Monday, 16 May 2016

Photos: Museveni 2016-2021: 5 years, 5 challenges by Edris Kiggundu

A tightly-guarded Museveni at Kololo Independence Grounds
Yoweri Kaguta Museveni was yesterday sworn in as president of Uganda for the sixth time in 30 years. EDRIS KIGGUNDU looks at five issues that could define Mu- seveni’s leadership between now and 2021.


One of the biggest political questions facing the ruling party is not what will happen in the next five years; it is what next thereafter. Will Museveni amend the Constitution and remove the age-limit so he can stand in 2021 or will he return to Rwakitura to be with his cows, as he is wont to say?

The Constitution stipulates that one cannot vie for the presidency if they are 75 years and above. Museveni will make 72 years in September this year meaning that by the end of 2019, he will be 75 years and ineligible to stand for president. But Museveni once suggested that a constitution was a mere piece of paper, and not many think he would simply respect the age- limit clause.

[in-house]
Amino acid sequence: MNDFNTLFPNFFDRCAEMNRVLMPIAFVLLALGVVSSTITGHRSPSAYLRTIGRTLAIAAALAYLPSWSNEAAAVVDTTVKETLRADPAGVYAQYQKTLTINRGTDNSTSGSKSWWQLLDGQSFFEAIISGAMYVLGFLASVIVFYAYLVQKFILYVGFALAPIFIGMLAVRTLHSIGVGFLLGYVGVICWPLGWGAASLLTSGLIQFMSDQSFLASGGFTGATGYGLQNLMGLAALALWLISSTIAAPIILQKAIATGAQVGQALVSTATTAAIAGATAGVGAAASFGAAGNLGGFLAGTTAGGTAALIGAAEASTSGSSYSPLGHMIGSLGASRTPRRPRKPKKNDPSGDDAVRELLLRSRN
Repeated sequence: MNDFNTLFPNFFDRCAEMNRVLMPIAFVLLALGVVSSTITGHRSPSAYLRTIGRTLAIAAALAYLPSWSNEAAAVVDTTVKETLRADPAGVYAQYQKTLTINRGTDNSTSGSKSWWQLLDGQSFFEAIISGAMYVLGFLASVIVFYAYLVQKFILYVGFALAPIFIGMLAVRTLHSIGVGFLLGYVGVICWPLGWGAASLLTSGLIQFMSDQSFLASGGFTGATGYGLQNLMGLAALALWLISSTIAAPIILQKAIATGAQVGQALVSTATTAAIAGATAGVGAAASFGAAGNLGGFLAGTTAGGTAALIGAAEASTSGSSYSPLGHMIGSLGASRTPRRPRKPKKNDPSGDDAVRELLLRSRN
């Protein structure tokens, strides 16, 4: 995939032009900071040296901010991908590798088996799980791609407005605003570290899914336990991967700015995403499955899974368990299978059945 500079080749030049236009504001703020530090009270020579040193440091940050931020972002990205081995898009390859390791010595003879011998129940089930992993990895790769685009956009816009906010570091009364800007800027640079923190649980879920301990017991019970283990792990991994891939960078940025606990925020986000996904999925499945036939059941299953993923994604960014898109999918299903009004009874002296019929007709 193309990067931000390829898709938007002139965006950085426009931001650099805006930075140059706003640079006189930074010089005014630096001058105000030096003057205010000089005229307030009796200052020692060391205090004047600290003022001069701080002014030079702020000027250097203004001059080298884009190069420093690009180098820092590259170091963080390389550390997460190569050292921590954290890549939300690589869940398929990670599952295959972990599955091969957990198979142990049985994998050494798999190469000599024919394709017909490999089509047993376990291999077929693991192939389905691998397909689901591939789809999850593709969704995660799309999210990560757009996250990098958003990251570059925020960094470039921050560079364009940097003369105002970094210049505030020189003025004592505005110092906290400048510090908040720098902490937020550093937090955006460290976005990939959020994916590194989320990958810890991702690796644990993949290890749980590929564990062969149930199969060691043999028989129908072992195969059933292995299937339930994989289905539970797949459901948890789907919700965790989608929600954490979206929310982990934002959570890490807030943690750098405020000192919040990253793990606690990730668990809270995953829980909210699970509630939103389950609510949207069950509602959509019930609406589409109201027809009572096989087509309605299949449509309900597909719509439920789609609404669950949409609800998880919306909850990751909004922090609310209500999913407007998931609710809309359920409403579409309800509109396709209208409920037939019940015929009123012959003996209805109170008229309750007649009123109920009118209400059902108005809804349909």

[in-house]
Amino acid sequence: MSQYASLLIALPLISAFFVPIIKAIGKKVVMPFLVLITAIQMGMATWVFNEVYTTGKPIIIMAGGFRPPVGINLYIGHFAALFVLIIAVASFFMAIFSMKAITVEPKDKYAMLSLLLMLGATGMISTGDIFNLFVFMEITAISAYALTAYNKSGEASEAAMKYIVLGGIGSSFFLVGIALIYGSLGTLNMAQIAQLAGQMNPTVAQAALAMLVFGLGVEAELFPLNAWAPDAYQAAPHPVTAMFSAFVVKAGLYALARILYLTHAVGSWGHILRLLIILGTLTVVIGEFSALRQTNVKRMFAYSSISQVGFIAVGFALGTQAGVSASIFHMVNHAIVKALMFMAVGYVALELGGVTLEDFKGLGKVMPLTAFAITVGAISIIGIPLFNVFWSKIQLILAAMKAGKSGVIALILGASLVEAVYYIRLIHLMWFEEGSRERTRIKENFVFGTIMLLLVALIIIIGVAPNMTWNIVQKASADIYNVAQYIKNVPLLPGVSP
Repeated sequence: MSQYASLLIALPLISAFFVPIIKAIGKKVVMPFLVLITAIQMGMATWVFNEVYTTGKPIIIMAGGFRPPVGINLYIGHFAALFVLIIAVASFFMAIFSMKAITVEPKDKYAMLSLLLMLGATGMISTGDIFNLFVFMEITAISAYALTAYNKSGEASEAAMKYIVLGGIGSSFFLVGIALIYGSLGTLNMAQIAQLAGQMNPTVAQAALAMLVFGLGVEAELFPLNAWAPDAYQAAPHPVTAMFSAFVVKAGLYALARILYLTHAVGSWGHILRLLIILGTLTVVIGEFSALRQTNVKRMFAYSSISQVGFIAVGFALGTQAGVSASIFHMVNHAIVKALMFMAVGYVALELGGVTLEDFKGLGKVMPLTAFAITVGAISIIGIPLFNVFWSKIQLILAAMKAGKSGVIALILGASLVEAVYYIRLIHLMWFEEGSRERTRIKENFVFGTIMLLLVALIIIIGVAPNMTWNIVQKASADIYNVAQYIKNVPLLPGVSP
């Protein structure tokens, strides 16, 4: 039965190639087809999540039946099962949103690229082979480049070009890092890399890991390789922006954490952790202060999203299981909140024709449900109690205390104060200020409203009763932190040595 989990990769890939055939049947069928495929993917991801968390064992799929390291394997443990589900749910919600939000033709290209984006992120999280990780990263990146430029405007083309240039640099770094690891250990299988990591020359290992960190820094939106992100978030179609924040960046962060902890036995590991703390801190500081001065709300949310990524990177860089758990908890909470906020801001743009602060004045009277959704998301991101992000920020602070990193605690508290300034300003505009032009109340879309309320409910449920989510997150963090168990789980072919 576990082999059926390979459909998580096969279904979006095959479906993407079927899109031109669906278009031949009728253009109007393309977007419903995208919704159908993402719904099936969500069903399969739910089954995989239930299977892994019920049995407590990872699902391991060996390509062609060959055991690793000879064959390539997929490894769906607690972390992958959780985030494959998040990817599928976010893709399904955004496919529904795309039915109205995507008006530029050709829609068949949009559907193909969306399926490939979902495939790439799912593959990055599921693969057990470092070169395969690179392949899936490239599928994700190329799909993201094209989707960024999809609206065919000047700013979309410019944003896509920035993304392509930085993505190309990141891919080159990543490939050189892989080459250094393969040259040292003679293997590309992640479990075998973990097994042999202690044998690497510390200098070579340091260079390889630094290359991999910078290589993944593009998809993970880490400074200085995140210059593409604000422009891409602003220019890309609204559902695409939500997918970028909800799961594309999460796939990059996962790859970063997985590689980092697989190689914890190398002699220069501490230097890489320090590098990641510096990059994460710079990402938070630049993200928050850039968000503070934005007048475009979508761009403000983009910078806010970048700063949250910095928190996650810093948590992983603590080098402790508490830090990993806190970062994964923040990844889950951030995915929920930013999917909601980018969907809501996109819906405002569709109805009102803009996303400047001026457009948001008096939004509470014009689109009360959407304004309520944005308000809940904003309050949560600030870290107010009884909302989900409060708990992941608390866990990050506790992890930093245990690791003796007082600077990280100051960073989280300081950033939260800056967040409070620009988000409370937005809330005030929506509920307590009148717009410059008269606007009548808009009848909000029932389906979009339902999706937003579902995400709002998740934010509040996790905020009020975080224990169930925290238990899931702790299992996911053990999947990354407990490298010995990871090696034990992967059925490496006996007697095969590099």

The discussion on whether to remove age limit is likely to follow a similar path like the debate about removing term limits in the early 2000s. At first President Museveni denied he was behind the efforts then he started sounding ambiguous until he conceded.
Yet to make this scheme work, analysts believe, Museveni will have to rely on Parliament like he did in 2005. Then, he used a mixture of persuasion and carrot (shs 5 million given to each Movement MP) to sway parliament.

This time the financial re- wards to the MPs could be higher. Dr Sabiiti Makara, an associate professor of political science at Makerere University, said on Tuesday that Parliament cannot be relied upon to stop Museveni because it is in his pockets.